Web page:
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Chitin and Chitosan in Ruminant Diets
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The slow progress in the development of the subsector, particularly of alternative feed sources such as agro-industrial byproducts and unconventional feed resources, has deepened the gap in the availability of and accessibility to animal feed. Production of animal feed is highly resource demanding. It has been shown that increasing climate change, land degradation, and the recurrence of droughts have worsened the feed gap. In the backdrop of these challenges, there has been attention to food-not-feed components, which have great potential to substitute human-edible components in livestock feeding. Chitosan, a non-toxic polyglucosamine, is widely distributed in nature and used as a feed additive. Chitosan is obtained from the de-acetylation process of the chitin and is mostly present in shrimp, crabs, and insect exoskeletons, and has antimicrobial and anti-inflammatory, anti-oxidative, antitumor, and immune-stimulatory hypo-cholesterolemic properties.

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    1. Introduction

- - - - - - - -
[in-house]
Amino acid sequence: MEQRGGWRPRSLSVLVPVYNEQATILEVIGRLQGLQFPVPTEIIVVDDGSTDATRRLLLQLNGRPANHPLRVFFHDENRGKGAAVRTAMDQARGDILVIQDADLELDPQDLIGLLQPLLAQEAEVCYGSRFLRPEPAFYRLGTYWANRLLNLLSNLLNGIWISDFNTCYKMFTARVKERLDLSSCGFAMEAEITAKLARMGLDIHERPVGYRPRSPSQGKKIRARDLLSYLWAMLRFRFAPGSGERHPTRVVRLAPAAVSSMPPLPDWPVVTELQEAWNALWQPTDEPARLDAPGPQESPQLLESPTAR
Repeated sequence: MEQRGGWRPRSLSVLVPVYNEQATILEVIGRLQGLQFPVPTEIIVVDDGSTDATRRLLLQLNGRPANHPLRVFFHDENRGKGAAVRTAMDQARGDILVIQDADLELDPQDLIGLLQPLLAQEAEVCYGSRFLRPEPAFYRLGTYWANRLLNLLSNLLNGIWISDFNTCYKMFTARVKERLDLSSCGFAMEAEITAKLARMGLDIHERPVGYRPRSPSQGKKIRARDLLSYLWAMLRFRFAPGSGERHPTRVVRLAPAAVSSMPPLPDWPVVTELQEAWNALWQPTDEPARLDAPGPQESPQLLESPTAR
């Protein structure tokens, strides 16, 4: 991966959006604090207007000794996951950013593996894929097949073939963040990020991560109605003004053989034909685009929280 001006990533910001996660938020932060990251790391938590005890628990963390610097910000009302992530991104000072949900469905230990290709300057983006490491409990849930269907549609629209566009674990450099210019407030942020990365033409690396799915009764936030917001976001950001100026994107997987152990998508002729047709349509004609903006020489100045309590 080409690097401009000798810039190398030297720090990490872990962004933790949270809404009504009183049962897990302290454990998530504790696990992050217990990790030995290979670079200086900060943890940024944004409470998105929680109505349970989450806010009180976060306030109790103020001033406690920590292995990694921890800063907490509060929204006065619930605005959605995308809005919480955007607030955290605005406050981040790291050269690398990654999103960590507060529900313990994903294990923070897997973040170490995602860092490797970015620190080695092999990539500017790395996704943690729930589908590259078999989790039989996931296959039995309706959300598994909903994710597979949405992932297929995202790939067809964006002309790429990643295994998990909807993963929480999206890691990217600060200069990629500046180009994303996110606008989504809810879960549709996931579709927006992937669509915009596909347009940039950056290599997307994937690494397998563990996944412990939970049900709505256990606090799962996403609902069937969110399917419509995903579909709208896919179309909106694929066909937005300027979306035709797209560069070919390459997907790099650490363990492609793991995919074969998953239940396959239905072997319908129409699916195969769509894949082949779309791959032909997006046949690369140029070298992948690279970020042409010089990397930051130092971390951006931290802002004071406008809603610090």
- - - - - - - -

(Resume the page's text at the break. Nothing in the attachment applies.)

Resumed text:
In ruminant nutrition, many types of feed additives are used to improve production performance and to maintain the good health and metabolic condition of farm animals. The generally used feed additives are organic acids, feed enzymes pro and prebiotics, and herb extracts on the other hand, chitosan is a new and relatively less used in the diet of the animals [1][2]. Chitosan is a nontoxic polyglycosamine and is rarely present in nature (mushrooms) containing β-(1-4)-2-acetamido-D-glucose and β-(1-4)-2-amino-D-glucose units. It is a deacetylated to varying degrees form of chitin, widespread in nature component of the exoskeleton of shrimps, crabs, and insects [3][4]. Different from chitin, chitosan is soluble in acidic solutions [5][6], and it is moderately digested in the gastrointestinal tract of mono-gastric animals [7][8]. Chitosan is commercially obtained from chitin through the deacetylation process, in this process chitin is treated with a strong solution of sodium hydroxide at a higher temperature [4]. Chito-oligosaccharides are produced by chitosan depolymerization using acid hydrolysis, hydrolysis by physical methods, and enzymatic degradation [9]. Chitosan and its oligosaccharide derivatives have reactive functional groups, that is, amino acids and hydroxyl groups, unlike chitin they have antimicrobial [10][11], anti-inflammatory [12][13], anti-oxidative [14], antitumor [15], immunostimulatory [16][17], and hypocholesterolemic [18] properties.